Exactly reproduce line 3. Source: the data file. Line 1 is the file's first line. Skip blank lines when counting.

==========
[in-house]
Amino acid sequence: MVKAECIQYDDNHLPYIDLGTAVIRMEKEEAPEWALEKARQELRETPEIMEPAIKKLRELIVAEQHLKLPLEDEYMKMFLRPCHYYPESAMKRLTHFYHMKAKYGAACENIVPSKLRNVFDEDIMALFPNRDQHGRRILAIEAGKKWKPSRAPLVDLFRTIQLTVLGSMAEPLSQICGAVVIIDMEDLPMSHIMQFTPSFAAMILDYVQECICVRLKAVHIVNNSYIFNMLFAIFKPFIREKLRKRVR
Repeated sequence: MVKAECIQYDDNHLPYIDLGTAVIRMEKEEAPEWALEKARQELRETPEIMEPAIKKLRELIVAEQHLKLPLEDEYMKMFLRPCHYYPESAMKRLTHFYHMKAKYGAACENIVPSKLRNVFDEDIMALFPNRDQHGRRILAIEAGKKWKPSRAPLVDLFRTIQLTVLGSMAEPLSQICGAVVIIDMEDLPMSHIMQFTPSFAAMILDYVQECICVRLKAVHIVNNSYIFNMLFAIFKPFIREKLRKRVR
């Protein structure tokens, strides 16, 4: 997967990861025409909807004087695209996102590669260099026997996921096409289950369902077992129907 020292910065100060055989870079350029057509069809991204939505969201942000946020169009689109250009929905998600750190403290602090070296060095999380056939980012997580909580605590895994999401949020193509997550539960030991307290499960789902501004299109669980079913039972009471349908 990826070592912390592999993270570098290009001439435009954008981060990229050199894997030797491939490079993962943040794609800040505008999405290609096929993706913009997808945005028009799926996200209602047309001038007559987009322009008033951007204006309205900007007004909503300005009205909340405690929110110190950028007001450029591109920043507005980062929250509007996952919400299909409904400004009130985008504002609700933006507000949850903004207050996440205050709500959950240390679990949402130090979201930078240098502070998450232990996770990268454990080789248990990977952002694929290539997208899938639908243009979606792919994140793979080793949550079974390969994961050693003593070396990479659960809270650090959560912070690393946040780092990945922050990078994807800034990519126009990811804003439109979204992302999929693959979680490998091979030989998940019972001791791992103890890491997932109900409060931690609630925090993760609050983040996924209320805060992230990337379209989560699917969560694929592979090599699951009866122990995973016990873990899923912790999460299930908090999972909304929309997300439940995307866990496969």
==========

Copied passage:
Repeated sequence: MVKAECIQYDDNHLPYIDLGTAVIRMEKEEAPEWALEKARQELRETPEIMEPAIKKLRELIVAEQHLKLPLEDEYMKMFLRPCHYYPESAMKRLTHFYHMKAKYGAACENIVPSKLRNVFDEDIMALFPNRDQHGRRILAIEAGKKWKPSRAPLVDLFRTIQLTVLGSMAEPLSQICGAVVIIDMEDLPMSHIMQFTPSFAAMILDYVQECICVRLKAVHIVNNSYIFNMLFAIFKPFIREKLRKRVR